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Stream quality is strongly correlated with human health

In a new study from Virginia Tech, experts have identified a clear connection between stream quality and human health. Streams represent a critical interface between human beings and the environment. They serve as a major source of drinking water, as well as a place where we often go to enjoy nature.

To explore the relationship between the quality of streams and human well-being, experts in the College of Natural Resources and Environment and the Department of Biological Systems Engineering analyzed data on local demographics, indicators of human well-being, and indicators of stream health.

The study revealed that health statistics such as cancer rates and food insecurity are strongly correlated with water quality across the Commonwealth of Virginia. The team also identified a link between stream quality and demographics such as race and population density.

Paul Angermeier is a professor in the Department of Fish and Wildlife Conservation and assistant unit leader of the Virginia Cooperative Fish and Wildlife Research Unit for the U.S. Geological Survey.

“We started off wanting to explore the general, intuitive relationship between human well-being and ecosystem health,” explained Angermeier. “Many of us intuit that healthy ecosystems produce benefits that accrue to people, but that outcome isn’t well documented in a quantitative way.”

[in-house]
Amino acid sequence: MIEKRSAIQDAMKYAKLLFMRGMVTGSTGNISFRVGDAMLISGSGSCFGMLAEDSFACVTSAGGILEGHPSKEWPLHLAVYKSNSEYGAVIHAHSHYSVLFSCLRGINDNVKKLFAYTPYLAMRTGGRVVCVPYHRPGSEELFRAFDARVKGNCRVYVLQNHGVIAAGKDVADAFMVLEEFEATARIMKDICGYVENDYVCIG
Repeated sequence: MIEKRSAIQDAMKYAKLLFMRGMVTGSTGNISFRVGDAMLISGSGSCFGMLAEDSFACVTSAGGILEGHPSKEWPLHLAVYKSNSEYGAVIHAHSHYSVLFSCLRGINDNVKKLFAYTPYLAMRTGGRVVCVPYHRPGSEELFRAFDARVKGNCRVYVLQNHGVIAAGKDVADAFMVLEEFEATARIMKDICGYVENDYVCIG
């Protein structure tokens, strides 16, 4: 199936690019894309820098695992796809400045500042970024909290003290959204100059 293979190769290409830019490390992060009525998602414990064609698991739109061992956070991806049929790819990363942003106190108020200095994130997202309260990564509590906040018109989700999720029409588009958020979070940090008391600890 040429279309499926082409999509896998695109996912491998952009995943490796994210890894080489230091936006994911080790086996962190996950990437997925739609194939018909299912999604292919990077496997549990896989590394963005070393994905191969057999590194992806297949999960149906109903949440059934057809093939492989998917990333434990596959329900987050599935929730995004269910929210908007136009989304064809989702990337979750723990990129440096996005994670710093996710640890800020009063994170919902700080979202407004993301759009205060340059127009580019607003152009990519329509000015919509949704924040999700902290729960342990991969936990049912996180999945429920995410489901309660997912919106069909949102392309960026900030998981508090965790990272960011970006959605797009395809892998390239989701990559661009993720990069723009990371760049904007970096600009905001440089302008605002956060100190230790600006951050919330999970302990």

Environmental quality management processes often separate the natural world from human experiences, and the researchers needed a new approach.

“When we consider natural resources, we tend to think about whether we’re managing an environment for nonhuman considerations or human ones,” said Professor Leigh-Anne Krometis. “For instance, at the state level we have a department of environmental quality and a department of health, which both deal with the subject of water quality, but in different ways. What we wanted to see was how those two perspectives converge.”

The study authors used water quality measurements provided by the Virginia Department of Environmental Quality and county-level demographics data from the U.S. Census Bureau. 

“We had large data sets that we had to organize and process,” explained Professor Marc Stern. “Our expectations on finding meaningful relationships between stream health and human factors weren’t that high. The fact that they showed up so distinctly was a surprise.”

The researchers discovered that there is a strong correlation between ecosystem health and human demographics. For example, more polluted streams were associated with higher degrees of overall mortality.

“We still don’t have hard data on how people are interacting with nature,” said Angermeier. “For instance, we found that mortality rates for people are correlated with contamination levels in fish. What does that mean? Are people eating contaminated fish, are they merely sharing a polluted water source, or is it something else?” 

“A better understanding of the mechanisms by which people are interacting with water will help us draw clearer conclusions about health outcomes.”

The study is published in the journal Ecological Indicators.

By Chrissy Sexton, Staff Writer

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